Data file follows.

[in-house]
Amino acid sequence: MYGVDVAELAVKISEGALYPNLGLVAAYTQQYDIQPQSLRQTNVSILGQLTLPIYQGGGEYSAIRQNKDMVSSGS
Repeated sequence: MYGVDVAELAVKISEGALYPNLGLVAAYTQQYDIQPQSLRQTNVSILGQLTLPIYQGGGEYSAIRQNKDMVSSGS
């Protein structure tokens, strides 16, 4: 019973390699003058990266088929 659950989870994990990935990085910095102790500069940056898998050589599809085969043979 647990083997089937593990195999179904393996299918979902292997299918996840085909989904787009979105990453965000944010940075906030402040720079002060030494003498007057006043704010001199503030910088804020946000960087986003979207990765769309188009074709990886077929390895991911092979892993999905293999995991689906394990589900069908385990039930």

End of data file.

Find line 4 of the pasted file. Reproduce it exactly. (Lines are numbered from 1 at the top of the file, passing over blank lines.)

């Protein structure tokens, strides 16, 4: 019973390699003058990266088929 659950989870994990990935990085910095102790500069940056898998050589599809085969043979 647990083997089937593990195999179904393996299918979902292997299918996840085909989904787009979105990453965000944010940075906030402040720079002060030494003498007057006043704010001199503030910088804020946000960087986003979207990765769309188009074709990886077929390895991911092979892993999905293999995991689906394990589900069908385990039930």